Back to the launcha and on to our next stop San Antoinio. The docks were a little questionable, they were temporary ones, as the permanent docks were under water, along with the Art Gallery. It had been an extremely severe rainy season this year and the water level in the lake had still not subsided.

San Antonio is a town built on the slopes of the lake, very fertile soil, with huge fields of onions.

These guys were just returning from the onion patches.
There was also a women's textile co-operative here, and Stacey, our Student Co-ordinator from ICA got all done up in the traditional Guatemalan dress. The women tell us it doesn't take long to get dressed in the morning, but I think it looks very complicated. The skirts are made of a circular piece of fabric, you step into the middle of it and wrap it around many times, then secure it with a woven belt.
 So many colors and styles to choose from.

And SO many vendors following you around on the street, begging you to buy a scarf or two. I had already bought a few beaded christmas tree decorations from a little girl who wasn't TOO pushy, but the ladies just wouldn't give up. They were even wraping scarves around Don's neck...trying to hide his chest hair I think! They made it a little difficult to enjoy the view around the lake.
Last stop for the day was Panajachel where we stayed at a very nice local hotel. Once again, we had the very nicest and biggest room.

Wandered thru the streets, booth after booth of touristy stuff, then stopped for a beer while we watched the sunset, then had supper with the gang and called it a night.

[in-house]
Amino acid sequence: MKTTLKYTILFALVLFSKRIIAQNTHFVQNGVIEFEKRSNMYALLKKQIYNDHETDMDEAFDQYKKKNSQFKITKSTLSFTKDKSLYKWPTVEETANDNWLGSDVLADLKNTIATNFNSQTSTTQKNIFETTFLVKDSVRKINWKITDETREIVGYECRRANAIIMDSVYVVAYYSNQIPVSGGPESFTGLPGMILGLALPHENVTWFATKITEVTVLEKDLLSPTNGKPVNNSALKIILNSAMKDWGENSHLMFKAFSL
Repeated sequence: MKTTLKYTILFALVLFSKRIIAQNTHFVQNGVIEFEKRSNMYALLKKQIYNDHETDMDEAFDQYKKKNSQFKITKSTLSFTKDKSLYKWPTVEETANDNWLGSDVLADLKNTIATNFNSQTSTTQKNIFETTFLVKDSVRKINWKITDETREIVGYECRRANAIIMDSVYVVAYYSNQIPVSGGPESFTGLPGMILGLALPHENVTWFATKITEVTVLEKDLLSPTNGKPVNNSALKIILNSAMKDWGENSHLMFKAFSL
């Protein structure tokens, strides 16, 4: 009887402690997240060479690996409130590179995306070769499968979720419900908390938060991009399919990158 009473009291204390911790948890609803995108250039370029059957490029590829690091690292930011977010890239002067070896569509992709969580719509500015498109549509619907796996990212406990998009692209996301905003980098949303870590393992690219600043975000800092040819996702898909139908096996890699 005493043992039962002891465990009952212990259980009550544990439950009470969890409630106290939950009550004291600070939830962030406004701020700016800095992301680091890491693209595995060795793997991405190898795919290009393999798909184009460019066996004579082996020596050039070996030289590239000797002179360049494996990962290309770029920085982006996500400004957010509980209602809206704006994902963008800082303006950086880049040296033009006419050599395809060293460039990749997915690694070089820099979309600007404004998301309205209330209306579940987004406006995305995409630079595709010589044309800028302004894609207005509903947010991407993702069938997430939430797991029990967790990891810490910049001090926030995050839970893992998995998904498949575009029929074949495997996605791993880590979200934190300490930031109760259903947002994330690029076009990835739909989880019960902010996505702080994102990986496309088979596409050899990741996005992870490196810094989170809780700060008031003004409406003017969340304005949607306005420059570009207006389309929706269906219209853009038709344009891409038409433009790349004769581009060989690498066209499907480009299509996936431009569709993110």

While we had breakfast the next morning we watched a felllow taking his goats for a walk. Not sure if he just wanted us to pay him for taking a picture, or if he wanted to sell fresh goat's milk.

Next, we took the launcha to a small village where we had to take another pick up truck back up to the highway. Fortunately it wasn't as steep, or as long as the trip down to the lake, because this time, our pick up was over loaded, and Don had to sit on the tailgate, with very little to hold on to. While we waited for our bus, I admired the local fashion show.
Our last stop of the weekend was at the artisan market at Chichicastenango. The market took up about 6 city blocks, most of the wares being sold were of the tourist variety.

It appeared there were tour busses arriving here from the lake resorts, dropping off customers who were anxious to spend all of their Quetzals before returning home.